Directed evolution of retroviruses activatable by tumour-associated matrix metalloproteases

R. M. Schneider, Y. Medvedovska, I. Hartl, B. Voelker, M. P. Chadwick, S. J. Russell, K. Cichutek, C. J. Buchholz

Research output: Contribution to journalArticlepeer-review

39 Scopus citations


Protease-activatable retroviral vectors offer the possibility of targeted gene transfer into cancer cells expressing a unique set of proteases as, for example, the matrix metalloproteases (MMPs). However, it is difficult to predict which substrate sequence will be optimally cleaved by a given tumour cell type. Therefore, we developed a novel approach that allows the selection of MMP-activatable retroviruses from libraries of viruses displaying combinatorially diversified protease substrates. Starting from a virus harbouring a standard MMP-2 substrate motif, after only two consecutive cycles of diversification and in vivo selection, MMP-activatable viruses were recovered. Biochemical characterization of the selected viruses revealed that their linker peptides showed a considerably increased sensitivity for MMP-2 cleavage, and interestingly also improved the particle incorporation rate of the Env protein. Owing to the optimized linker peptide, the selected viruses exhibited a greatly enhanced spreading efficiency through human fibrosarcoma cells, while having retained the dependency on MMP activation. Moreover, cell entry efficiency and virus titres were considerably improved as compared to the parental virus displaying the standard MMP-2 substrate. The results presented imply that retroviral protease substrate libraries allow the definition of MMP substrate specificities under in vivo conditions as well as the generation of optimally adapted tumour-specific viruses.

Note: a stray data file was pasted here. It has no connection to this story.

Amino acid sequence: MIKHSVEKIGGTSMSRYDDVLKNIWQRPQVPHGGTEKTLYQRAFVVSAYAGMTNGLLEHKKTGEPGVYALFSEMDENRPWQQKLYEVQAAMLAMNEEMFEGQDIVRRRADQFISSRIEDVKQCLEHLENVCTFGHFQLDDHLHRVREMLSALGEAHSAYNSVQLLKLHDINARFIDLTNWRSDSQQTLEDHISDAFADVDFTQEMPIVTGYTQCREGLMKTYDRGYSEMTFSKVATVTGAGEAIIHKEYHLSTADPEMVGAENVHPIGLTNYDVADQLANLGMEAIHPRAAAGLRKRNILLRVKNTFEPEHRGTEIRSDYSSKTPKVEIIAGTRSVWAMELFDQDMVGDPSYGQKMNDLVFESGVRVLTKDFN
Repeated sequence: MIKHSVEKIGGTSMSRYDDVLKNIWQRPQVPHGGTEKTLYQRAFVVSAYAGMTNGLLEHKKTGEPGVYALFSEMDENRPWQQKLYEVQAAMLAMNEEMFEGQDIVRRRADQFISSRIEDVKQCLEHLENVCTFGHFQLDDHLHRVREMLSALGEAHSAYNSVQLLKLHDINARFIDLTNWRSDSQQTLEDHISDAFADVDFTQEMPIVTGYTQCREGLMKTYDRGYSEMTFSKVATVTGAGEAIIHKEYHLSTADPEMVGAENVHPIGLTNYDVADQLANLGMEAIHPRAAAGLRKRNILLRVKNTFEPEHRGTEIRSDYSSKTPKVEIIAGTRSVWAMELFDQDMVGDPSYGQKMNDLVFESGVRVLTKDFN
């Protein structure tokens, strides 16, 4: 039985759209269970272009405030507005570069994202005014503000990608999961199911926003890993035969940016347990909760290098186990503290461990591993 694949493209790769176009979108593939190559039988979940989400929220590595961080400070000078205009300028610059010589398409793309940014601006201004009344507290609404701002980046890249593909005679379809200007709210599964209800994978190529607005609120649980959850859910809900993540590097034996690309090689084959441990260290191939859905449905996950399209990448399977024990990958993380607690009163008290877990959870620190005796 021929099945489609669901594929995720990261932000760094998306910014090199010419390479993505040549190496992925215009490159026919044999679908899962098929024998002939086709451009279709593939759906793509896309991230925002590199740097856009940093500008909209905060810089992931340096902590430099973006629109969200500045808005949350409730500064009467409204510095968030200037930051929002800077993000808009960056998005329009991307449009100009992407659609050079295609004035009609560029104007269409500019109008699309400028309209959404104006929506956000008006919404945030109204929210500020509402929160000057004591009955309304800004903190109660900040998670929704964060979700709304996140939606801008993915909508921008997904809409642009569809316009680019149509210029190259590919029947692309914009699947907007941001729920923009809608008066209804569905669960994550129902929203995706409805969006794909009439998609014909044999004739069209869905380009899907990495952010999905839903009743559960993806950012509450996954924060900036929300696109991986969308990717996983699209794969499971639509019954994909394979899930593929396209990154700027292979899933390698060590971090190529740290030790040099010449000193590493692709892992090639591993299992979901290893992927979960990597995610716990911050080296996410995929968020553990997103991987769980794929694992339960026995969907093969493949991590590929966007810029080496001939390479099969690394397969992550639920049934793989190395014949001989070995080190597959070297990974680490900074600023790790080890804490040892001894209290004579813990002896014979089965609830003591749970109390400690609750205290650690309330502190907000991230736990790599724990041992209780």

Original languageEnglish (US)
Pages (from-to)1370-1380
Number of pages11
JournalGene Therapy
Issue number16
StatePublished - Aug 2003


  • Cancer
  • Combinatorial libraries
  • MMP
  • Molecular evolution
  • Virus engineering

ASJC Scopus subject areas

  • Molecular Medicine
  • Molecular Biology
  • Genetics


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